Risks and Benefits of Gain-of-Function Experiments in Potentially Pandemic Pathogens

Video by Derek Smith, Marc Lipsitch
Published on 11 February 2015

The Centre for the Study of Existential Risk’s January 2015 Lecture, with Professor Marc Lipsitch and Professor Derek Smith.

A growing trend in experimental virology has been the modification of influenza viruses that are antigenically novel to, and virulent in humans, such that these variant viruses are readily transmissible in mammals, including ferrets which are thought to be the best animal model for influenza infection. Novel, contagious, virulent viruses are potential pandemic pathogens in that their accidental or malevolent release into the human population could cause a pandemic.

Professor Marc Lipsitch (Harvard) describes the purported benefits of such studies, arguing that these are overstated; estimates the magnitude of the risk they create, argues for the superiority of alternative scientific approaches on both safety and scientific grounds, and proposes an ethical framework in which such experiments should be evaluated. The talk also explore recent developments following the pause in funding for this research announced by the United States Government in October, and steps towards the risk-benefit analysis called for by the announcement.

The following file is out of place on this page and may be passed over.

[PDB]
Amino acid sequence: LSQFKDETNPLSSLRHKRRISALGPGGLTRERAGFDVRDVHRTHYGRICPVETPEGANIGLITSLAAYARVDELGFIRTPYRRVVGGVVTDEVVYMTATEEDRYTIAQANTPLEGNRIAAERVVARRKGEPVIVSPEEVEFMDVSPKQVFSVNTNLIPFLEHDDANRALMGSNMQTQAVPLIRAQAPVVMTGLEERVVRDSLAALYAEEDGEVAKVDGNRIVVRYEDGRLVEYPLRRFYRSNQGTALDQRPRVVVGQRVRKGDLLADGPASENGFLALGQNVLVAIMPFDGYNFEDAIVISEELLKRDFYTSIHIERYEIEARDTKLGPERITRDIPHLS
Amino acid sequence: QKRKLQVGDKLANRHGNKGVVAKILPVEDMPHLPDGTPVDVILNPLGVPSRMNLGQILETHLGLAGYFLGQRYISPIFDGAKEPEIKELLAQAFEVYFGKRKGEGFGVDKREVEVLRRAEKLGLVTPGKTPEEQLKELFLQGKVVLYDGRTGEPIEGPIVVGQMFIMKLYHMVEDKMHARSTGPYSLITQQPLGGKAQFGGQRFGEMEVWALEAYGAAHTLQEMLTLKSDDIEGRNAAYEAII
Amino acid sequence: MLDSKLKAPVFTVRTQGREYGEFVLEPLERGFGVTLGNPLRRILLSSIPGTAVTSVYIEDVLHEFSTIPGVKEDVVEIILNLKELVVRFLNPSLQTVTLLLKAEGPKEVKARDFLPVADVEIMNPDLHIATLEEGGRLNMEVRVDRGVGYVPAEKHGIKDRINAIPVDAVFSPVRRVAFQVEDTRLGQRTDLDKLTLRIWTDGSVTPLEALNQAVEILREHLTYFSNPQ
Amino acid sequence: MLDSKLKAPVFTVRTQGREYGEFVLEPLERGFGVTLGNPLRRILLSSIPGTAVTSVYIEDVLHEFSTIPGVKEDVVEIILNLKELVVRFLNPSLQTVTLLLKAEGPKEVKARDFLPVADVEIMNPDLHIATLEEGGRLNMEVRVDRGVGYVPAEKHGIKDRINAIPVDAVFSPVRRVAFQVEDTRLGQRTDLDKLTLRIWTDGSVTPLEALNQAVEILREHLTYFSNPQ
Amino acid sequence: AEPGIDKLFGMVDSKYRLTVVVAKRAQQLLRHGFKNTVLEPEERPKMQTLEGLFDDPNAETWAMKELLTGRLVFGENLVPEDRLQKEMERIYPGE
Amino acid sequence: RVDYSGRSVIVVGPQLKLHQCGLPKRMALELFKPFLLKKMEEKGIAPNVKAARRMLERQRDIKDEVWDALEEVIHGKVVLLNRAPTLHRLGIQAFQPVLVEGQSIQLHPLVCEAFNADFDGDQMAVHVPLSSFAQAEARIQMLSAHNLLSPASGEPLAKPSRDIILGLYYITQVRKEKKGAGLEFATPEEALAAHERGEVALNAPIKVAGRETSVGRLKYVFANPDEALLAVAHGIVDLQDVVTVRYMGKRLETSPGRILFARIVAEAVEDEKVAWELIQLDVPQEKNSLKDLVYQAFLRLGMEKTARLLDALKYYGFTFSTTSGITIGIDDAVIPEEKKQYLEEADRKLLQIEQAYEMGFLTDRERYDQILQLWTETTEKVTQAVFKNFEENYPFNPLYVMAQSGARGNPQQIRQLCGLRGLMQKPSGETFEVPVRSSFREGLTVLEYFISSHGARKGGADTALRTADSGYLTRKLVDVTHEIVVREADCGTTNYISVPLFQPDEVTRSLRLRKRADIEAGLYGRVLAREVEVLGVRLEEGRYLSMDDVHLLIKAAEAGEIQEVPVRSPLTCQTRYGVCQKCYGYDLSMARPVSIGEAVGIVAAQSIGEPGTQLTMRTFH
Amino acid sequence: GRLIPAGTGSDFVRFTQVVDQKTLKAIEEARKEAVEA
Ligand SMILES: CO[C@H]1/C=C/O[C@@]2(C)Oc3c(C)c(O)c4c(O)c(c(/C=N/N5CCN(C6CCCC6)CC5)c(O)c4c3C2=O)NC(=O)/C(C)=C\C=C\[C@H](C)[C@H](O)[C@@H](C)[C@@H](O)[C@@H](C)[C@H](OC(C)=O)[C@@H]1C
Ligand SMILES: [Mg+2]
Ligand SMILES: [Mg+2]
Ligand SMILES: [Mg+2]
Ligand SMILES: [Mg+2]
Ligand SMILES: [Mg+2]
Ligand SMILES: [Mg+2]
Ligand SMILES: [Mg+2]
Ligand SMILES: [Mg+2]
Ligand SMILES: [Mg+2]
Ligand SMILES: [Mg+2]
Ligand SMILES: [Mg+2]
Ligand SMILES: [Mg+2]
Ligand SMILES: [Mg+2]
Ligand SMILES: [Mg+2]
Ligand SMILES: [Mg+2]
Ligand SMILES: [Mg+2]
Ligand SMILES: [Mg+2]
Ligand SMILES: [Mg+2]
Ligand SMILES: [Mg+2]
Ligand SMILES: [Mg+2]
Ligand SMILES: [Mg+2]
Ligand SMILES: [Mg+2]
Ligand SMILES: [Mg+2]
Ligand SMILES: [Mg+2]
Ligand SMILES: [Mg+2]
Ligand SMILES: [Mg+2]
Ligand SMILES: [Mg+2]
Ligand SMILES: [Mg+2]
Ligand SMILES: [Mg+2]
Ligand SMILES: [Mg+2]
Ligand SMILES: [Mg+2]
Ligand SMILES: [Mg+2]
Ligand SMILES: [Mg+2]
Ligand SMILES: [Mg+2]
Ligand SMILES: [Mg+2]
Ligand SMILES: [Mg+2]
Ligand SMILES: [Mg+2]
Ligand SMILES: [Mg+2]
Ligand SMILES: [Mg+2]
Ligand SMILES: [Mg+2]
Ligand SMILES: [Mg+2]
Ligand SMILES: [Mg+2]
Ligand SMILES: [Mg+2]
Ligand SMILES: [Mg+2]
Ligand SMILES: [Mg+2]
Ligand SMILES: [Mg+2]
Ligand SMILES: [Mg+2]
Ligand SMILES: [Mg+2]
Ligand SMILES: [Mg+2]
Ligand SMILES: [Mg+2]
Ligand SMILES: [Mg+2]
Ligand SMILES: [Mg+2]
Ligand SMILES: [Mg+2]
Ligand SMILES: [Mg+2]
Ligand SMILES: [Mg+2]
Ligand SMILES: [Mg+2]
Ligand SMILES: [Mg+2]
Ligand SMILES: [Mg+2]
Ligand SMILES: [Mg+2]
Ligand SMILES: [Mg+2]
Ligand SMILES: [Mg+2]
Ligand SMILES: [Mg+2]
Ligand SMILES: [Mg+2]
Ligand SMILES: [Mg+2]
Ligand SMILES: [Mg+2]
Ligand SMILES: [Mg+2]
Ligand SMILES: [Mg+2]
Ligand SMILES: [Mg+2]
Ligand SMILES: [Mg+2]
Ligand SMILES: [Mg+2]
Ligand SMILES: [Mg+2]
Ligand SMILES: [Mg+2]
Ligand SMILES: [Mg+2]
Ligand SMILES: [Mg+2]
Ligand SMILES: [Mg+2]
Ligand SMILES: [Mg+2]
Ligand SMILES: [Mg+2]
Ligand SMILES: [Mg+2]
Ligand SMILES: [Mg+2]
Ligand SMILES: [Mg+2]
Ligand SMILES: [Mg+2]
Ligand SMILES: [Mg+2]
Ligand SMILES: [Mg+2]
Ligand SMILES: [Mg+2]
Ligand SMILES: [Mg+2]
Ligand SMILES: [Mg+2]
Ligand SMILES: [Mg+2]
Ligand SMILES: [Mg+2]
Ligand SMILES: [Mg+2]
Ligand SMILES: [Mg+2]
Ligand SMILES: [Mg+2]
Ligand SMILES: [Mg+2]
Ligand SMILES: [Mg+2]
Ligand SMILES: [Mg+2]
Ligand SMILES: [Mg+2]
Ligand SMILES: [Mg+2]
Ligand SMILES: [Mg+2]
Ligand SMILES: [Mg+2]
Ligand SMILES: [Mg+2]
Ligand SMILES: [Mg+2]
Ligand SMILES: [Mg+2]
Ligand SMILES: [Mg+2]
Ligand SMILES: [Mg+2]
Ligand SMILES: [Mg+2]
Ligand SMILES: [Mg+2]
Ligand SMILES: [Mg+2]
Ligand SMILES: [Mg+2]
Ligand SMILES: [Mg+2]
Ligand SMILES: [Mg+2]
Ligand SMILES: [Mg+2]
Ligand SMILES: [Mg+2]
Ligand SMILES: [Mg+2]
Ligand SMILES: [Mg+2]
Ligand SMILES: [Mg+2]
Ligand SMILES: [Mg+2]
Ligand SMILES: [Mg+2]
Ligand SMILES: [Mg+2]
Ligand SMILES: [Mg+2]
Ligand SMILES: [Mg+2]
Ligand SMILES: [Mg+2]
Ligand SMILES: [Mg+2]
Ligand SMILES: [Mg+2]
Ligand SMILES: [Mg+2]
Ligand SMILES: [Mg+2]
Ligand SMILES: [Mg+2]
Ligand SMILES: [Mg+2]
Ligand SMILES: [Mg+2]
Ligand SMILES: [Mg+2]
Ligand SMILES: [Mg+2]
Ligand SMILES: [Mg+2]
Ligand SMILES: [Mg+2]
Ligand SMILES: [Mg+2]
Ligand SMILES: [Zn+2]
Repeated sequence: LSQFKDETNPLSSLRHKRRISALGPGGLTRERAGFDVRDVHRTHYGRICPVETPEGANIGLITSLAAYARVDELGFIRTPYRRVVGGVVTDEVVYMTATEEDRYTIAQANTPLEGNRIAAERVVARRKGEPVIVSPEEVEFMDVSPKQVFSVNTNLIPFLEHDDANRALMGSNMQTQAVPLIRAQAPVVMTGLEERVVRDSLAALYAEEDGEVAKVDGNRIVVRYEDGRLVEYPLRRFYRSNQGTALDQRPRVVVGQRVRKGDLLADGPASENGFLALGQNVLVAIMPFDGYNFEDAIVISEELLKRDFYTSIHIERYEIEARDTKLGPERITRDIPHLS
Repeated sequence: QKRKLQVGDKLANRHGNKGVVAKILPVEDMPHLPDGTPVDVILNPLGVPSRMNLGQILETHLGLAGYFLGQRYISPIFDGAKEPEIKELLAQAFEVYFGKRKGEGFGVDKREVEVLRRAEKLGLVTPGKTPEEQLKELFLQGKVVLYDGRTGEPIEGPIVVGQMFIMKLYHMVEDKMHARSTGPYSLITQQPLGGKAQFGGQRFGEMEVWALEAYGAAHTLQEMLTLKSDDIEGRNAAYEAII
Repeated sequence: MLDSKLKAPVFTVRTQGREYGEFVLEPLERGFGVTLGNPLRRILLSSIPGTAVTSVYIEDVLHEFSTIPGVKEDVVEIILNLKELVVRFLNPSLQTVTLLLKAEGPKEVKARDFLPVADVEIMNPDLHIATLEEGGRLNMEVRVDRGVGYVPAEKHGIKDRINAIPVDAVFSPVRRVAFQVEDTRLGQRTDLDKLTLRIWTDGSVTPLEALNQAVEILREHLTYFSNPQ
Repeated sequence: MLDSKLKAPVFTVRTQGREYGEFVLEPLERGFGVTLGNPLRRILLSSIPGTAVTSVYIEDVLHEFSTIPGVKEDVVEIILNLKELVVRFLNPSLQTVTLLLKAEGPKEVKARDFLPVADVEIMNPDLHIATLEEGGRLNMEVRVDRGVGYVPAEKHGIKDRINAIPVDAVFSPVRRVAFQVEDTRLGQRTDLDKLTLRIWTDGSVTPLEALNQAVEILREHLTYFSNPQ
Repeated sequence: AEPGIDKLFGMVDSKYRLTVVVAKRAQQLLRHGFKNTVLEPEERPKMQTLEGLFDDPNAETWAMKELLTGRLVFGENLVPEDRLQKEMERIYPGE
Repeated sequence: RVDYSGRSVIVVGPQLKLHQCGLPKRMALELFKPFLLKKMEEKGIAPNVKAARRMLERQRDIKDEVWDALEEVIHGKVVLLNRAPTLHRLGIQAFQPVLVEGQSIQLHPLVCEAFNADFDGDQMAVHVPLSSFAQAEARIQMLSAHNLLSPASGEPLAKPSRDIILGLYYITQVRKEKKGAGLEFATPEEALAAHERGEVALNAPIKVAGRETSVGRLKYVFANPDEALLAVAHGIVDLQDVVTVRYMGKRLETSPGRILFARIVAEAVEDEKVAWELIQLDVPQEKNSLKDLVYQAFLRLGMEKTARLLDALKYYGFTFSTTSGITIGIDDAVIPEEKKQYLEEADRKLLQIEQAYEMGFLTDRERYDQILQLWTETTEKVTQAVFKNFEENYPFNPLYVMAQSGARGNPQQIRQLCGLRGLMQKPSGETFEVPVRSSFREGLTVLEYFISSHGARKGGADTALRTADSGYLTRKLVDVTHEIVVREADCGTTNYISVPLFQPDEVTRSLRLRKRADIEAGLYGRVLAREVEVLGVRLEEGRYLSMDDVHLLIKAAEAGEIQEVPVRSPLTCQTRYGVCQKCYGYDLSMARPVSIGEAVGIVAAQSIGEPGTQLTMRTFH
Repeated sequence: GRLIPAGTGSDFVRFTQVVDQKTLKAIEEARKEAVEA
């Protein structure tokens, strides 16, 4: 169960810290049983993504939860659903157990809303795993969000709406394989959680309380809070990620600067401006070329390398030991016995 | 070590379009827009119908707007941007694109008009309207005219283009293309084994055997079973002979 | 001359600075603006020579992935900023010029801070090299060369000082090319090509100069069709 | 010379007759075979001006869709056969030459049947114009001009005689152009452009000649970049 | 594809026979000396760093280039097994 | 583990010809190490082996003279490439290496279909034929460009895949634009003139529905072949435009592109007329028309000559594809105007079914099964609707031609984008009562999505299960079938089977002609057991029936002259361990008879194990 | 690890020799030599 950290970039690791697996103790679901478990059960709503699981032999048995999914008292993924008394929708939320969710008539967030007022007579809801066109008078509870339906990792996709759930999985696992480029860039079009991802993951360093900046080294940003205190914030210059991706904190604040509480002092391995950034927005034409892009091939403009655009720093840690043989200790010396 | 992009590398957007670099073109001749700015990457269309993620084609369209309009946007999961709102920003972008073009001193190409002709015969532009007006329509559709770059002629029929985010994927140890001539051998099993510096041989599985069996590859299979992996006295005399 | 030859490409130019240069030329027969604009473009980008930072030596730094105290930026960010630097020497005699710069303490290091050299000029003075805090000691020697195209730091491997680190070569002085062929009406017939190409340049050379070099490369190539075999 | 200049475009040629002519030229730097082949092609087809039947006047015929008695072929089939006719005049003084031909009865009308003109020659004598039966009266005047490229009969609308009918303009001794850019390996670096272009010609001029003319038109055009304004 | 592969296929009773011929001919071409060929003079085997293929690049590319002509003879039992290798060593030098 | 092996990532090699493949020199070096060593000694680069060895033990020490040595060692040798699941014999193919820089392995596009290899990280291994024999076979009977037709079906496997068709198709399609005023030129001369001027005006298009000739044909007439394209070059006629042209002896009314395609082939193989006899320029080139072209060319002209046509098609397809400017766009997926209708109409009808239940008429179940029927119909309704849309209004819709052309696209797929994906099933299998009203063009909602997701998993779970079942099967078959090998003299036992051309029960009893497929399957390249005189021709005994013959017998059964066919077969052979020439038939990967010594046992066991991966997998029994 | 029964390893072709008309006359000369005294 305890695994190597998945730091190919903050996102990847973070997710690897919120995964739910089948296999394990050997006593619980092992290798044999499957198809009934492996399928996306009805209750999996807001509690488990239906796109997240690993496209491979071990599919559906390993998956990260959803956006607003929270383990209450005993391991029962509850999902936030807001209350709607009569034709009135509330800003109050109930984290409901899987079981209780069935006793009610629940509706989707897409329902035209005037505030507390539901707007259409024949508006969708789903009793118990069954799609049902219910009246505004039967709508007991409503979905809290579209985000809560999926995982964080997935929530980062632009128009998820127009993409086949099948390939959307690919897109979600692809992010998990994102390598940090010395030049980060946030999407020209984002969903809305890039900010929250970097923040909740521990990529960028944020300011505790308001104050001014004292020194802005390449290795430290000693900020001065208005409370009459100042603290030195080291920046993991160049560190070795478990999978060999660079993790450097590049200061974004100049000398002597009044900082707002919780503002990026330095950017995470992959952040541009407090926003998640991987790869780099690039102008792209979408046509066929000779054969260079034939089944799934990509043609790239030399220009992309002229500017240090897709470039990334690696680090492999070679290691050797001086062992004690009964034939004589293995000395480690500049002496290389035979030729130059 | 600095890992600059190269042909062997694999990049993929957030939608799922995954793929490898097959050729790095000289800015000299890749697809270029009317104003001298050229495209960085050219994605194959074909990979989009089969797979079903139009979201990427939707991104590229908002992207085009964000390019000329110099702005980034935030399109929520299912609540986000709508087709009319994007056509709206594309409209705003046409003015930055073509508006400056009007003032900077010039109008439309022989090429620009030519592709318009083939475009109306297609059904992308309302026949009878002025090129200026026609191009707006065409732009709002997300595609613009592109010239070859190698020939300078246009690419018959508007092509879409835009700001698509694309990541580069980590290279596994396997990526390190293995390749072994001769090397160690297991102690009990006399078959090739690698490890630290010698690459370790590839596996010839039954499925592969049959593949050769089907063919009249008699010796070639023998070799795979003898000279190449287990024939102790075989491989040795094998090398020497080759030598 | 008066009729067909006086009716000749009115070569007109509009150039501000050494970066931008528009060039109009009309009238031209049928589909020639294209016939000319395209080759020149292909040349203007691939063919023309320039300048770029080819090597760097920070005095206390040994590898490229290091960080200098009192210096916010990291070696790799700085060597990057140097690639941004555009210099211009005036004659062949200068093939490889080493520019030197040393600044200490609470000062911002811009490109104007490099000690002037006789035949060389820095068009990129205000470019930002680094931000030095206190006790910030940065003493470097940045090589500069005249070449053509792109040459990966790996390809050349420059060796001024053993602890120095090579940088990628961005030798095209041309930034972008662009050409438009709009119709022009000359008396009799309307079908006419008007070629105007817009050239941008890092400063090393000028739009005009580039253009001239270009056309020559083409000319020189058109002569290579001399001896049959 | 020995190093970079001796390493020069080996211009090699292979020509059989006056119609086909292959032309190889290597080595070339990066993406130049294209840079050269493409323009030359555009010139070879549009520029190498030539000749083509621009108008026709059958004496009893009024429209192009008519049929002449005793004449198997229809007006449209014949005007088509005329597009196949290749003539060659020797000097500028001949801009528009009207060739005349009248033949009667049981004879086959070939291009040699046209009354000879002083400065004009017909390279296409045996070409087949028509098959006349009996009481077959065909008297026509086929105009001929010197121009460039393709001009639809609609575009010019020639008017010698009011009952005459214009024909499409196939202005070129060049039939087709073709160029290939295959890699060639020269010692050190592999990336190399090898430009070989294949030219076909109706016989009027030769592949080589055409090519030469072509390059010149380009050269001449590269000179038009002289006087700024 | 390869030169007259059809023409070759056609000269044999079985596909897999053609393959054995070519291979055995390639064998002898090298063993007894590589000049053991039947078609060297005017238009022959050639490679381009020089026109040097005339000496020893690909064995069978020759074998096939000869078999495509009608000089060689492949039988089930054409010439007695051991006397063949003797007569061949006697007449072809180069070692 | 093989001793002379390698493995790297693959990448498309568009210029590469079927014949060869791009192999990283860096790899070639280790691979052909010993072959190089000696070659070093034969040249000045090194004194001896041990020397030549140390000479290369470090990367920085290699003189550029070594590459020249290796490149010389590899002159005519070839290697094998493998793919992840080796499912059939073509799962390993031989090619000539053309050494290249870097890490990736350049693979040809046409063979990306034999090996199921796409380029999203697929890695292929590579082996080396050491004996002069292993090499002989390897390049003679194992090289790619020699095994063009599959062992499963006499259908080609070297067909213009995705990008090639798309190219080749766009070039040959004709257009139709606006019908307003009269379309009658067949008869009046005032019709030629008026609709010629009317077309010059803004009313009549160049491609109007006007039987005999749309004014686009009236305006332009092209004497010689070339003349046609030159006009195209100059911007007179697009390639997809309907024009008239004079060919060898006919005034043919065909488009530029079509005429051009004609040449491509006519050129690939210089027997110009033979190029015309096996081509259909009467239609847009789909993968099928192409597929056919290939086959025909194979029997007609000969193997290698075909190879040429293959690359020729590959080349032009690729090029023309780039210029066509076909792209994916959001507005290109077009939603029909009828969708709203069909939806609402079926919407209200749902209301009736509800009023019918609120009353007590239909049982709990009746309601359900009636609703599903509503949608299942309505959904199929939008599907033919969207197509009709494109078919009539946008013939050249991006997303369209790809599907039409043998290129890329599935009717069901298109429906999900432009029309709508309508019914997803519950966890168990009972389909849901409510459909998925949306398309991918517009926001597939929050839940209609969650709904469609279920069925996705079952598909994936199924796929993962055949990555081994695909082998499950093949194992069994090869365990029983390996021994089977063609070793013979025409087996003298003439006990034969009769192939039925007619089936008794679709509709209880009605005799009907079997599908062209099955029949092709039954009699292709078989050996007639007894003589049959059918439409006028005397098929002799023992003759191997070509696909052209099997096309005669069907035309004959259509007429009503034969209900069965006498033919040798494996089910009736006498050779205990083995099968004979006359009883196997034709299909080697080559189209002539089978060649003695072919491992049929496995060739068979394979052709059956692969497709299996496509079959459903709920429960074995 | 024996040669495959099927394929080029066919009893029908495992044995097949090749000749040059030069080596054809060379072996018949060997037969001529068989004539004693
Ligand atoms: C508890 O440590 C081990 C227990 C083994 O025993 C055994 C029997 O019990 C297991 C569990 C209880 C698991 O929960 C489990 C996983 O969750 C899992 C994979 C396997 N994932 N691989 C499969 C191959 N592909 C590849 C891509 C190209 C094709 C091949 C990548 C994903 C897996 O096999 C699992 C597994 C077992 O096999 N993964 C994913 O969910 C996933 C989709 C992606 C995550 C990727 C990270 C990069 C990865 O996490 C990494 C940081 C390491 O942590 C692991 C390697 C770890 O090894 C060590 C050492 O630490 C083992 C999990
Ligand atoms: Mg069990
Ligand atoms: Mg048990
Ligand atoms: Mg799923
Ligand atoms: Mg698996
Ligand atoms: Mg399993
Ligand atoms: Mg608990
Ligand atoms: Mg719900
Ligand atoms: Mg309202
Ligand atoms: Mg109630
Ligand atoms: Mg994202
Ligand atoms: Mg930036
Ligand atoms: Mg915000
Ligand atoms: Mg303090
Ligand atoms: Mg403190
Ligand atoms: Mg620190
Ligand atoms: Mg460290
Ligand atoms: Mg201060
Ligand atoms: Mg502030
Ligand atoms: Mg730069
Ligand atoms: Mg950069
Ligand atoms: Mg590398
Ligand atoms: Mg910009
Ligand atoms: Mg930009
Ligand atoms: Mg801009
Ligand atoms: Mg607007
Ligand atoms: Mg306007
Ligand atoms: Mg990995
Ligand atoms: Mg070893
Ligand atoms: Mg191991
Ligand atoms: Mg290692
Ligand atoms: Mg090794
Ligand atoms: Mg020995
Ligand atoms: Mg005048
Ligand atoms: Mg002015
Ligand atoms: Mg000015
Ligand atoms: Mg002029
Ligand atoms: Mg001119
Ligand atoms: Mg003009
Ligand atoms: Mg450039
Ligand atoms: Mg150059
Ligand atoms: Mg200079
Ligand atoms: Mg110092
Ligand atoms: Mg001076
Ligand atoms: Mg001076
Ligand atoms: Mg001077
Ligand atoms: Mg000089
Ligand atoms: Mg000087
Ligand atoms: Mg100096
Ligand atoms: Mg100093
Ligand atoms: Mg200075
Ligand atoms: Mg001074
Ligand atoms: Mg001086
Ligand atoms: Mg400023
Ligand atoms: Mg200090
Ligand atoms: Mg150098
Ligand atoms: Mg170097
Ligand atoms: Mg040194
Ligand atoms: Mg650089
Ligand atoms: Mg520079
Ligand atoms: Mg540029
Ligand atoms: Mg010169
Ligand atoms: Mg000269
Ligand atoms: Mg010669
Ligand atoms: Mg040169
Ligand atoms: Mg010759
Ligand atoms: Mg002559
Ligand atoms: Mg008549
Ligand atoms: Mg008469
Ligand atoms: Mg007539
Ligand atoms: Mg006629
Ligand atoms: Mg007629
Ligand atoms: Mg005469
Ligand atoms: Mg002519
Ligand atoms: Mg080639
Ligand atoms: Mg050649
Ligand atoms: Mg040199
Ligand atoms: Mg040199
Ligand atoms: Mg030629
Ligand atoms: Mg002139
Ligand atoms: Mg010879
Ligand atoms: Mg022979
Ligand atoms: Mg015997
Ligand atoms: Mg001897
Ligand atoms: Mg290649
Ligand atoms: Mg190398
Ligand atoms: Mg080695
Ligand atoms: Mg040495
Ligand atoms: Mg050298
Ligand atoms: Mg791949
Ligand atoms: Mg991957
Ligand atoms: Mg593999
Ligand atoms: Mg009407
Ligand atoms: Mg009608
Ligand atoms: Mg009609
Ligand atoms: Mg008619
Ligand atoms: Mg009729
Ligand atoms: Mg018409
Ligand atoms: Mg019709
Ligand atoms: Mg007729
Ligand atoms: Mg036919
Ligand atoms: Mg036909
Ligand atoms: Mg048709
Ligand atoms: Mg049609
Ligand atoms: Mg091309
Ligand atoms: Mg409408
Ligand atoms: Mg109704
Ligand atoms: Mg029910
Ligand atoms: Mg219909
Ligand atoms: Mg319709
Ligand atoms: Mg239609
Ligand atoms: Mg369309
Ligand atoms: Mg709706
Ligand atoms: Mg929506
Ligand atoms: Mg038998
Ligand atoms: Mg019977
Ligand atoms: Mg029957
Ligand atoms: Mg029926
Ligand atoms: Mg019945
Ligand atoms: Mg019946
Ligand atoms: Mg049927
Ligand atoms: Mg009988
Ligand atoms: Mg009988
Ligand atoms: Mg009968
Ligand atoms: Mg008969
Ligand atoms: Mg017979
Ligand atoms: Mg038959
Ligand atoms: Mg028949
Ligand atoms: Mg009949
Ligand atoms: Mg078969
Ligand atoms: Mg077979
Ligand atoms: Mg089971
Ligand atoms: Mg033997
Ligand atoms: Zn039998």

Professor Lipsitch is a professor of epidemiology and the Director of the Centre for Communicable Disease Dynamics at Harvard University. He is one of the founders of the Cambridge Working group, which calls for a “quantitative, objective and credible assessment of the risks, potential benefits, and opportunities for risk mitigation” of gain of function experiments in potentially pandemic pathogen strains.

A response is given by Professor Derek Smith, Professor of Infectious Disease Informatics at Cambridge University.

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